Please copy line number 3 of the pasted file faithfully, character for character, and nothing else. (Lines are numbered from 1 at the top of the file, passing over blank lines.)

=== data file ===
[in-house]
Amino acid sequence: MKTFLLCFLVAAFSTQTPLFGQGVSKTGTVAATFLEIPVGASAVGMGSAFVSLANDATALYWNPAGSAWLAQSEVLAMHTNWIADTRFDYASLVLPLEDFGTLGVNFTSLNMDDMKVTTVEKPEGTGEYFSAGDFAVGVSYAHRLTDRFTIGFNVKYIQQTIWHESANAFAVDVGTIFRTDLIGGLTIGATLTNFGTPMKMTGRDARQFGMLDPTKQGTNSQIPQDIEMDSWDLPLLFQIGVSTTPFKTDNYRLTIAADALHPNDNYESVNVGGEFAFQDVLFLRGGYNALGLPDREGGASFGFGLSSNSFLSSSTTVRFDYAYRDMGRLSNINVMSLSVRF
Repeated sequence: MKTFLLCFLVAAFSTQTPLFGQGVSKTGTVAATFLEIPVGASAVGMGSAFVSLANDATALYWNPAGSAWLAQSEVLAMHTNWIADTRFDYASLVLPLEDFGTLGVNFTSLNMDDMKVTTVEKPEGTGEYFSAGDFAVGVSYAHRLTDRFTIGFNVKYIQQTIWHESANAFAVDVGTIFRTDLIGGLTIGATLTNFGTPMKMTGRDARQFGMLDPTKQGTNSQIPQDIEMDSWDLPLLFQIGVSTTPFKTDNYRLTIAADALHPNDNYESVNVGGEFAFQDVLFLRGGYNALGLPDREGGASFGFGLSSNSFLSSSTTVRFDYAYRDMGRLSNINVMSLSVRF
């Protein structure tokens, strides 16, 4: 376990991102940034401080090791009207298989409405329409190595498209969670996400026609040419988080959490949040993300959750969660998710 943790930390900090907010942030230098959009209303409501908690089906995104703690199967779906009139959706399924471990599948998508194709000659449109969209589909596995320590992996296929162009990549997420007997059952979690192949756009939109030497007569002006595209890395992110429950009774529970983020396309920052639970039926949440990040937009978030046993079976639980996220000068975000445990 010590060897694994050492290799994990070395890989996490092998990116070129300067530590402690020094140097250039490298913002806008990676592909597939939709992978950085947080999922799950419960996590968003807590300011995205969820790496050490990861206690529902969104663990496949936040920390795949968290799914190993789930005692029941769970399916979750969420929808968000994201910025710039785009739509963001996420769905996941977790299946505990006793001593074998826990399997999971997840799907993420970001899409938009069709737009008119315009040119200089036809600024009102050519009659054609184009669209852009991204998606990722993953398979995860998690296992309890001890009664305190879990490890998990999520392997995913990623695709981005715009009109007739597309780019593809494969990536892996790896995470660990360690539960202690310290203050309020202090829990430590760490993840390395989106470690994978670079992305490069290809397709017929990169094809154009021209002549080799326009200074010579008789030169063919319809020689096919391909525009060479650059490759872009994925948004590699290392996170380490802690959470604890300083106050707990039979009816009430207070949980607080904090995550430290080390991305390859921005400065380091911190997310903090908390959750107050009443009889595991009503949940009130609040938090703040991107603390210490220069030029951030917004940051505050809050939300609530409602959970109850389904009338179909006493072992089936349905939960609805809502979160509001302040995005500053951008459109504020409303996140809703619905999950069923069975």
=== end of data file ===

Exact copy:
Repeated sequence: MKTFLLCFLVAAFSTQTPLFGQGVSKTGTVAATFLEIPVGASAVGMGSAFVSLANDATALYWNPAGSAWLAQSEVLAMHTNWIADTRFDYASLVLPLEDFGTLGVNFTSLNMDDMKVTTVEKPEGTGEYFSAGDFAVGVSYAHRLTDRFTIGFNVKYIQQTIWHESANAFAVDVGTIFRTDLIGGLTIGATLTNFGTPMKMTGRDARQFGMLDPTKQGTNSQIPQDIEMDSWDLPLLFQIGVSTTPFKTDNYRLTIAADALHPNDNYESVNVGGEFAFQDVLFLRGGYNALGLPDREGGASFGFGLSSNSFLSSSTTVRFDYAYRDMGRLSNINVMSLSVRF